So sacrifice was recognized, probably as a concession to the less enlightened. The more enlightened, if they recognized it at all, would give to it such an allegorical interpretation.

The householder must practise, along with sacrifice, certain more strictly ethical virtues. The Chhandogya Upanishad (V, 10, 3) speaks generally of works of public utility and alms, but elsewhere there are more detailed lists of ethical virtues and vices.

A man who steals gold, who drinks spirits, who dishonours his Gurus bed, who kills a Brahman, these four fall, and as a fifth he who associates with them.

A king boasts that in his kingdom there is no thief, no miser, no drunkard, no man without an altar in his house, no ignorant person, no adulterer, much less an adulteress. The duty of hospitality is inculcated :

Let him never turn away (a stranger) from his house, that is the rule.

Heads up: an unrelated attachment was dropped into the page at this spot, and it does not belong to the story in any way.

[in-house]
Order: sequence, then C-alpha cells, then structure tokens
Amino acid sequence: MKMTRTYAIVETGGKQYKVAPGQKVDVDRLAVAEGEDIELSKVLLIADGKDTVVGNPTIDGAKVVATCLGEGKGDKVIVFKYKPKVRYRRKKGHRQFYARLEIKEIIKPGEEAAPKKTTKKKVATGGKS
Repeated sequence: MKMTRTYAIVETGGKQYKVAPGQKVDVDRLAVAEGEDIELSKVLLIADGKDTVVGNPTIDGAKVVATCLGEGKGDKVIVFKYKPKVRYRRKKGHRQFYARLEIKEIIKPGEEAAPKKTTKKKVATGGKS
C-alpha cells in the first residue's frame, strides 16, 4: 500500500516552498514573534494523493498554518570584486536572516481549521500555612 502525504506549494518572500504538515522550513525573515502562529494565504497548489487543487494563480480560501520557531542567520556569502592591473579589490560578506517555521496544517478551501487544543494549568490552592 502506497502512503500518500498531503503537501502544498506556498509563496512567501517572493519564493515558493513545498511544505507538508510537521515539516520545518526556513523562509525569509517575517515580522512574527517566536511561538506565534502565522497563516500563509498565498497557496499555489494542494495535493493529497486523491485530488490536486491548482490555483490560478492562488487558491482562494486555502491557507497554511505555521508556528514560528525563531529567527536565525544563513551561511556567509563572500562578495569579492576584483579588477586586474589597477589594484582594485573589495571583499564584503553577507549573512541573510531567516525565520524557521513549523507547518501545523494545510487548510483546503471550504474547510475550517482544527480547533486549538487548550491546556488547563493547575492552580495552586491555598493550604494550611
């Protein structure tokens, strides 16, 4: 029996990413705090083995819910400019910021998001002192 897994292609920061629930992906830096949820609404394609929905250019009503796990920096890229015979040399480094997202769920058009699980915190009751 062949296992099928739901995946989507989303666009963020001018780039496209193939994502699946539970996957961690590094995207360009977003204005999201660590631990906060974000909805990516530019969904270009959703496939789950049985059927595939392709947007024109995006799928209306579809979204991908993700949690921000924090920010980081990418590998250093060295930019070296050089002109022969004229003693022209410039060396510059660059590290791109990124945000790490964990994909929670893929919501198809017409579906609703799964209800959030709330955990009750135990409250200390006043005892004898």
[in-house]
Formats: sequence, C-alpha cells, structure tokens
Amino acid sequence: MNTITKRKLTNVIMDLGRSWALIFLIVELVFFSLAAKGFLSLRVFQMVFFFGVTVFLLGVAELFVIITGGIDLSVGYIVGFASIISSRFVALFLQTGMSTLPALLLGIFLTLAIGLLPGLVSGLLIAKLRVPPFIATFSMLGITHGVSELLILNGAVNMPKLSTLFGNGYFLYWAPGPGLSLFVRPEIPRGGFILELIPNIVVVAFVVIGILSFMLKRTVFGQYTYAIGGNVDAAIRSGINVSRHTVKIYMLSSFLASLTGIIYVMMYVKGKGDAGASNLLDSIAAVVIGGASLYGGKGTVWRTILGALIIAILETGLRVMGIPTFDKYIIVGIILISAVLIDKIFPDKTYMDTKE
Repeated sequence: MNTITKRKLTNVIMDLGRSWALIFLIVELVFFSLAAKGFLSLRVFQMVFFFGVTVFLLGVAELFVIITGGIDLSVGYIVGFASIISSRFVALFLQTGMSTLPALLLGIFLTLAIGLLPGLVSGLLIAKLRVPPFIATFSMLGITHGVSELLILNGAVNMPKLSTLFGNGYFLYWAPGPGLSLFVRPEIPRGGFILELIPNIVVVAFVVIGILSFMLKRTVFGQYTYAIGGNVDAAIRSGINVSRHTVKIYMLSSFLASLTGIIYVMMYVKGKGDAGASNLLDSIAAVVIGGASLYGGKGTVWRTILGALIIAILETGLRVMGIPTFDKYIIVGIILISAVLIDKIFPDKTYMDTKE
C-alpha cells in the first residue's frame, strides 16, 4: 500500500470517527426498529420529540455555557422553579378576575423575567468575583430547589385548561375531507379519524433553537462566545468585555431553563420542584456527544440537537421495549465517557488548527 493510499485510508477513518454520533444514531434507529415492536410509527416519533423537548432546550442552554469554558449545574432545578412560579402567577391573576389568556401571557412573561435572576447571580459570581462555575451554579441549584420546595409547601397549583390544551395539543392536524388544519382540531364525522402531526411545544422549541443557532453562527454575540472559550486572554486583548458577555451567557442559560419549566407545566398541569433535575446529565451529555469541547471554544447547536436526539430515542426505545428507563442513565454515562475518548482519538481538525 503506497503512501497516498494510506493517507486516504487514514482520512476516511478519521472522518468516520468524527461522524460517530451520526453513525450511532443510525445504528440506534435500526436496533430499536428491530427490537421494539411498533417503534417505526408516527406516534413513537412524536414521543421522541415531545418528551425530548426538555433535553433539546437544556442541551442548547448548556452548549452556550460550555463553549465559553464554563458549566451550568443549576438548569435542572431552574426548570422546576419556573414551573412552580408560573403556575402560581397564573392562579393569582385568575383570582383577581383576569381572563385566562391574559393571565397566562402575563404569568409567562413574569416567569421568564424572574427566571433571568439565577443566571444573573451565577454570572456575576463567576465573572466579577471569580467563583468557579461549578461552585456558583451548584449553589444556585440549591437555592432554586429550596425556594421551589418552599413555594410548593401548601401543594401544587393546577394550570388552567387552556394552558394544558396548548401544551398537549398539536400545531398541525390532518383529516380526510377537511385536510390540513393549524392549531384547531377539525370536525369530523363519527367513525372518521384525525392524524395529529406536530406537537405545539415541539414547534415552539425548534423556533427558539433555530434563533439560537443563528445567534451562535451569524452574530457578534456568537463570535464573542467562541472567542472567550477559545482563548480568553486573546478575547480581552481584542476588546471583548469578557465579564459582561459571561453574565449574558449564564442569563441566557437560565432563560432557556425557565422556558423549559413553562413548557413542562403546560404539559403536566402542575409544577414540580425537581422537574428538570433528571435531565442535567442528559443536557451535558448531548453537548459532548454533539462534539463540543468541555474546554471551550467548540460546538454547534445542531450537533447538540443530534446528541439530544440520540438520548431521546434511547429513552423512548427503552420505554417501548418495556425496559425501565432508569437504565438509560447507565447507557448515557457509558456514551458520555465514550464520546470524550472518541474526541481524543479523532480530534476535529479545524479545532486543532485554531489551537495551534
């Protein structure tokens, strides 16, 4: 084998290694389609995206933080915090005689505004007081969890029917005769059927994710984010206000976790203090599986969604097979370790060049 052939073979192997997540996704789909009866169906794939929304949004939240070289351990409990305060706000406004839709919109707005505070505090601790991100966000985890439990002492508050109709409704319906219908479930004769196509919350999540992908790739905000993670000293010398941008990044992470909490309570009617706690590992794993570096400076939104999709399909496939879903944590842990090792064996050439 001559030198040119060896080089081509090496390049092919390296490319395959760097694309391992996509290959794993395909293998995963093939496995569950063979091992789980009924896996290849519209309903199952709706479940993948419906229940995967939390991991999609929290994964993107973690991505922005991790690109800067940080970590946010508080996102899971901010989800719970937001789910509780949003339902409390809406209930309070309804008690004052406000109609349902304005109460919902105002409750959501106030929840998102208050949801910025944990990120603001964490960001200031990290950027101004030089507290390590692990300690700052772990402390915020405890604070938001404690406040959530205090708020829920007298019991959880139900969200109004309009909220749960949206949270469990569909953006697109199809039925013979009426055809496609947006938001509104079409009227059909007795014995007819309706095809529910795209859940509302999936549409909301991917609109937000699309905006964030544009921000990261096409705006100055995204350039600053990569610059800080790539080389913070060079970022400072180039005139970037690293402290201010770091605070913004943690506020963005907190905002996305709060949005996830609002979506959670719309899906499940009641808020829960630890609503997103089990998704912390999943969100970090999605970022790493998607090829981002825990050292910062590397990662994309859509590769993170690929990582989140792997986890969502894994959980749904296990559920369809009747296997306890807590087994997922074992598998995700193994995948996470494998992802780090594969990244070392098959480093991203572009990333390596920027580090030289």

Among other ethical qualities mentioned are right-dealing, self-restraint and tranquillity, while pride is condemned. In the later Maitrayana Upanishad there are given lists of evils that are the results of the qualities of lamas (darkness), and ` rajas (passion). The results of the former are : bewilderment, fear, grief, sleep, sloth, carelessness, decay, sorrow, hunger, thirst, niggardliness, wrath, infidelity, ignorance,- envy, cruelty, folly, shamelessness, meanness, pride, changeability. And the results of the latter are : inward thirst, fondness, passion, covetousness, unkindness, love, hatred, deceit, jealousy, vain restlessness, fickleness, unstableness, emulation, greed, patronising of friends, family pride, aversion to disagreeable objects, devotion to agreeable objects, whispering, prodigality. These qualities are connected with philosophical conceptions foreign to the earlier Upanishads, but we may take it that the evils named were regarded as such by the composers of the Upanishads generally.